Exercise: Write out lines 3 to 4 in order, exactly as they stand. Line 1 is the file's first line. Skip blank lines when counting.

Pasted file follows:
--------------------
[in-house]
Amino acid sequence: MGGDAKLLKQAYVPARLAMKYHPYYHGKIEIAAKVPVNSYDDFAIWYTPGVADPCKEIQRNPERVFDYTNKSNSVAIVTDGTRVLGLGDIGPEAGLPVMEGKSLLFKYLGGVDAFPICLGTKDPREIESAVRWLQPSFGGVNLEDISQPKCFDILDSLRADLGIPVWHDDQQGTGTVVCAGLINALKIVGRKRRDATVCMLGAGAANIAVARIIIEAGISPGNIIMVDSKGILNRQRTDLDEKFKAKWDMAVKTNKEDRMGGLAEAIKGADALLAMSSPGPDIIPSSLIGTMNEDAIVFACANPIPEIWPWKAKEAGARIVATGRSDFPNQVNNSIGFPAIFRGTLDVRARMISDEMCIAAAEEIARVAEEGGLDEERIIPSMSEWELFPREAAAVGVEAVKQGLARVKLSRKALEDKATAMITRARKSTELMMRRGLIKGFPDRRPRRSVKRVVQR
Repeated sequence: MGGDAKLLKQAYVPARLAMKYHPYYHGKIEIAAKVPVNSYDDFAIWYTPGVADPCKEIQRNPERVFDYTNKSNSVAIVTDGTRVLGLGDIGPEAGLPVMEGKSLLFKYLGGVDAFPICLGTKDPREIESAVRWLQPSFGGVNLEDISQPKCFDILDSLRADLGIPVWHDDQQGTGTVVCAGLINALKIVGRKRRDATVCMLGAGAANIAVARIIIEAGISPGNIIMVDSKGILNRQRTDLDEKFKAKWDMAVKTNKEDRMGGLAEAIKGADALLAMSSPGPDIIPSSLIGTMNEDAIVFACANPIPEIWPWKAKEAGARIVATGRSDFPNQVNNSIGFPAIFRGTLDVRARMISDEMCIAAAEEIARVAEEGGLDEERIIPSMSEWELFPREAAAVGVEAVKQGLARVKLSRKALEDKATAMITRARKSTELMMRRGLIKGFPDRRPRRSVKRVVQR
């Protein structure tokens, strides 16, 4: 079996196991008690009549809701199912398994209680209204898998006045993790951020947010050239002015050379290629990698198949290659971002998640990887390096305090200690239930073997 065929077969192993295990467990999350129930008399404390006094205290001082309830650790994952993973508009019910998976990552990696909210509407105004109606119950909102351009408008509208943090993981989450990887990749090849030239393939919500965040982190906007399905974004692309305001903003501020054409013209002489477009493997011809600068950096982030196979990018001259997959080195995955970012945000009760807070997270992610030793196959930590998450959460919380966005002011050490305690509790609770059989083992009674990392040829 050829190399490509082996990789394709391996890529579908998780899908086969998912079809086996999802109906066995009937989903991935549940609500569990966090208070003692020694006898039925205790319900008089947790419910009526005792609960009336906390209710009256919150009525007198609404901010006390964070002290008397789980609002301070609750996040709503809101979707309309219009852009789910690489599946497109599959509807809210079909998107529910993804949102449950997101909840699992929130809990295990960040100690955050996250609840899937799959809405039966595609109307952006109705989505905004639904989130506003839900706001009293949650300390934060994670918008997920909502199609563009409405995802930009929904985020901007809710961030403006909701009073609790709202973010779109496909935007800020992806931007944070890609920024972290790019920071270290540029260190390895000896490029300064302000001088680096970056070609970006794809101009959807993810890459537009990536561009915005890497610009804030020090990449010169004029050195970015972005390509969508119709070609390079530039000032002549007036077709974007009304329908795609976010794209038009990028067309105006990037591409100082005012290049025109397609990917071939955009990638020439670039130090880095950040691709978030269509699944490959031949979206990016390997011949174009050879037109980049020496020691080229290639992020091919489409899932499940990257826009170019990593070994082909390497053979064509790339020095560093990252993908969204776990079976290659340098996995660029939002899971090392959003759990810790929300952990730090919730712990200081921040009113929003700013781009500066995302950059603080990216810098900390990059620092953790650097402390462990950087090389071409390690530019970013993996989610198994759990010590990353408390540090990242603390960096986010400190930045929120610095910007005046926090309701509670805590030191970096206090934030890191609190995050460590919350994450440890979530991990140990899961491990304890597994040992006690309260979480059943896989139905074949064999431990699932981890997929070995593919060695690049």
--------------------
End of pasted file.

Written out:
Repeated sequence: MGGDAKLLKQAYVPARLAMKYHPYYHGKIEIAAKVPVNSYDDFAIWYTPGVADPCKEIQRNPERVFDYTNKSNSVAIVTDGTRVLGLGDIGPEAGLPVMEGKSLLFKYLGGVDAFPICLGTKDPREIESAVRWLQPSFGGVNLEDISQPKCFDILDSLRADLGIPVWHDDQQGTGTVVCAGLINALKIVGRKRRDATVCMLGAGAANIAVARIIIEAGISPGNIIMVDSKGILNRQRTDLDEKFKAKWDMAVKTNKEDRMGGLAEAIKGADALLAMSSPGPDIIPSSLIGTMNEDAIVFACANPIPEIWPWKAKEAGARIVATGRSDFPNQVNNSIGFPAIFRGTLDVRARMISDEMCIAAAEEIARVAEEGGLDEERIIPSMSEWELFPREAAAVGVEAVKQGLARVKLSRKALEDKATAMITRARKSTELMMRRGLIKGFPDRRPRRSVKRVVQR
């Protein structure tokens, strides 16, 4: 079996196991008690009549809701199912398994209680209204898998006045993790951020947010050239002015050379290629990698198949290659971002998640990887390096305090200690239930073997 065929077969192993295990467990999350129930008399404390006094205290001082309830650790994952993973508009019910998976990552990696909210509407105004109606119950909102351009408008509208943090993981989450990887990749090849030239393939919500965040982190906007399905974004692309305001903003501020054409013209002489477009493997011809600068950096982030196979990018001259997959080195995955970012945000009760807070997270992610030793196959930590998450959460919380966005002011050490305690509790609770059989083992009674990392040829 050829190399490509082996990789394709391996890529579908998780899908086969998912079809086996999802109906066995009937989903991935549940609500569990966090208070003692020694006898039925205790319900008089947790419910009526005792609960009336906390209710009256919150009525007198609404901010006390964070002290008397789980609002301070609750996040709503809101979707309309219009852009789910690489599946497109599959509807809210079909998107529910993804949102449950997101909840699992929130809990295990960040100690955050996250609840899937799959809405039966595609109307952006109705989505905004639904989130506003839900706001009293949650300390934060994670918008997920909502199609563009409405995802930009929904985020901007809710961030403006909701009073609790709202973010779109496909935007800020992806931007944070890609920024972290790019920071270290540029260190390895000896490029300064302000001088680096970056070609970006794809101009959807993810890459537009990536561009915005890497610009804030020090990449010169004029050195970015972005390509969508119709070609390079530039000032002549007036077709974007009304329908795609976010794209038009990028067309105006990037591409100082005012290049025109397609990917071939955009990638020439670039130090880095950040691709978030269509699944490959031949979206990016390997011949174009050879037109980049020496020691080229290639992020091919489409899932499940990257826009170019990593070994082909390497053979064509790339020095560093990252993908969204776990079976290659340098996995660029939002899971090392959003759990810790929300952990730090919730712990200081921040009113929003700013781009500066995302950059603080990216810098900390990059620092953790650097402390462990950087090389071409390690530019970013993996989610198994759990010590990353408390540090990242603390960096986010400190930045929120610095910007005046926090309701509670805590030191970096206090934030890191609190995050460590919350994450440890979530991990140990899961491990304890597994040992006690309260979480059943896989139905074949064999431990699932981890997929070995593919060695690049």